A Shake Table was designed and constructed to imitate earthquake magnitudes to help students at Zane Middle School to better understand seismic activity and allow them to test their own building structures.
Background[edit | edit source]
Zane Middle School is a STEAM (Science, Technology, Engineering, Arts, and Math) school that believes hands on learning is very important for student success. For several years Engineering 215 students at Cal Poly Humboldt have teamed up with Zane's faculty to help them achieve this goal. In Spring 2017, our team was challenged with the construction of a Shake Table that demonstrates shaking of an earthquake. Our Shake Table design specifically allows 7th grade students to learn about the seismic activity in Earth's crust during an earthquake while also providing a way for them to be creative and test their own building designs.
Problem statement (Objective) and criteria[edit | edit source]
The objective of our design was to make the most realistic shake table design possible, and satisfy the needs of our client, Zane Middle School. Our client expressed their desire to illustrate the effects of liquefaction of earth during an earthquake and how the earth undergoes a wave motion at these times. Most standard shake tables don't express this motion so this was one of our challenges. Aside from that, our primary concern was to ensure the device was safe as children would be interacting with it in close proximity.
Below is a table of our criteria and weighted values of importance that our team and client agreed upon:
|Safety||Safe to be used by teacher as well as the students. Also safe for any bystanders.||10|
|Sturdiness||Table stays stable during use and shaking.||9|
|Cost||Less than or equal to $300 ($100 from Zane Middle School, $50 from each group member)||9|
|Shake Levels||At least 3 different shake levels.||8|
|Portability||Able to move or be store (portable or foldable). Can be brought to other classrooms easily.||8|
|Ease of Use||Able to be used by students as well as the teacher without confusion or damage.||8|
|Educational Value||Able to teach the students about the effects of earthquakes just by using it.||7|
|Durability||Sustain use for many years.||7|
|Consistency||Same shake every time it it used.||6|
Description of final project[edit | edit source]
This design meets the criteria and uses the Flex Board design combined with the Drill Sergeant's power mechanism to achieve an efficient shake level that safely tests structures built by the students at Zane Middle School. Most of the materials were obtained from local stores or donated in order to reduce costs.
This shake table uses a drill to turn an axle, which translates movement along a metal shaft in order to shake the table top. The top of the table is composed of seven wooden slats, each 21 inches long, three inches wide, that are held together using plastic tubing and epoxy with small compression springs in between each slat. The structures that are built by the students will be held to the top of the shake table using straps that are connected to a few of the slats. The top of the table is supported by a total of eight compression springs that are connected to five of the seven wooden slats, three of the slats will have two springs connected to them, but two of the slats will only have one spring. The compression springs that support the tabletop are held in place by a combination of epoxy, setting the end of the spring into the board one-quarter inch, and also compressing the springs one-quarter inch using a wire clamped with aluminum ferrules.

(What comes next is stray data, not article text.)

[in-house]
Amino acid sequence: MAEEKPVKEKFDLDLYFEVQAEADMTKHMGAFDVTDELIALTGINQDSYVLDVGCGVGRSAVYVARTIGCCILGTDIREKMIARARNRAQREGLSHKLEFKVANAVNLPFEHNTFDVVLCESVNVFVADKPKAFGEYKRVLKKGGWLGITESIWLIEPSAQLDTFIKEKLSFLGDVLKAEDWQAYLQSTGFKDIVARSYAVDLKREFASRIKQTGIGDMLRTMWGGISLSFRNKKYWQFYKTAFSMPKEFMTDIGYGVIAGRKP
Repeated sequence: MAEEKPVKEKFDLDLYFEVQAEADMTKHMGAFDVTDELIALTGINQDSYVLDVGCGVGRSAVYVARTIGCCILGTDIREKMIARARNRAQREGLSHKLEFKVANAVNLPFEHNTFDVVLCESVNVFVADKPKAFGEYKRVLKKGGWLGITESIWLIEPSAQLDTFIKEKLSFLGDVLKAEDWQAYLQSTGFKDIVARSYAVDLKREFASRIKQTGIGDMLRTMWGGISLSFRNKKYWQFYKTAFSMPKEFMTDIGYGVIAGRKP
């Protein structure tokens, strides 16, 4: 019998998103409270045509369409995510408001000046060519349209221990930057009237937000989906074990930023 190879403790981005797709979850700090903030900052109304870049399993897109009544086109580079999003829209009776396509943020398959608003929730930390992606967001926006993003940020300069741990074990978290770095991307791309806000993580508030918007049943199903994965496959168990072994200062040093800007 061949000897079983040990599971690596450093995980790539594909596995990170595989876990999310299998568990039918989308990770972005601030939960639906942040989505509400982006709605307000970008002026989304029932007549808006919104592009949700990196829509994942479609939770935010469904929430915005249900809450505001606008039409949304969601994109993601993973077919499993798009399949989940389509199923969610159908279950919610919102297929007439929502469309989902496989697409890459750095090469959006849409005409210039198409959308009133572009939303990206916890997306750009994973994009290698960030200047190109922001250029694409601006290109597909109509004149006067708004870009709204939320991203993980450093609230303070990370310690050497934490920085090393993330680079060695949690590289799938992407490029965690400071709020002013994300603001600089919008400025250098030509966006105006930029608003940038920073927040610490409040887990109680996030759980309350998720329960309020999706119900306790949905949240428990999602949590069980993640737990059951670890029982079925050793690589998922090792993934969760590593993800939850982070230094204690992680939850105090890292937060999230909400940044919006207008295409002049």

The shake table is mounted on a metal cart that is almost four feet tall, two feet long, and three feet wide. The cart rolls on two regular and two locking casters to prevent movement during testing, but also provides an outlet to power the corded drill that shakes the table top. The cart is big enough to allow the students to watch the structures be tested and has shelves beneath the shake table to allow for more storage space.
Costs[edit | edit source]
Costs included in this project are shown below. Many of the materials were purchased while some were donated.
|Quantity||Material||Source||Cost ($)||Total ($)|
|2||1"x4"x8" Wood Boards||Ace Hardware||8.99||17.98|
|8ft.||Vinyl Tubing||Ace Hardware||.23||1.84|
|1||Red Spray paint||Ace Hardware||4.99||4.99|
|6||Compression Springs||Ace Hardware, Arcata||3.29||19.74|
|2||Compression Springs||Ace Hardware, Sunny Brae||3.49||6.98|
|1||Steel Bar||The Mill Yard||3.49||3.49|
|12||Aluminum Ferrules||Ace Hardware, Arcata||.80||9.60|
|2||Aluminum Ferrules||Ace Hardware, Sunny Brae||.99||1.98|
|12||Mini Springs||Ace Hardware, Eureka||.75||9.00|
|1||Epoxy||Ace Hardware, Eureka||4.99||4.99|
|1||Axle Hub||Arcata Scrap and Salvage||5.00||5.00|
|1||Drill||Pierson Building Center||50.00||50.00|
|1||Base Board||The Mill Yard||Donated||0.00|
|6ft||Braided Wire Cable||Marty's Shop||Donated||0.00|
|1||Cart||Zane Middle School||Donated||0.00|
|Collin and Marty's Help: Drilling, Sawing||Marty's Shop||Priceless||0.00|
|12||Wood Screws||Marty's Shop||Donated||0.00|
|4||Spokes||Arcata Scrap and Salvage||Donated||0.00|
|2||Metal Corner Braces||Marty's Shop||Donated||0.00|
|2||Aluminum Ferrules||Marty's Shop||Donated||0.00|
Testing Results[edit | edit source]
When testing the shake table for the first time, it showed that the flex board method worked and created the wave motion that was originally theorized but there were still a few issues that needed to be mended. These issues included the vinyl tubing coming out of the end wood slats and the screw connecting the steel bar to the cam system jamming and stopping the movement. These minor complications were remedied by threading the left over spokes from the axle hub through the vinyl tubing to hold the it place. The jamming screw was fixed by adding thread lock to the end of the screw to keep it from over-tightening on the steel bar.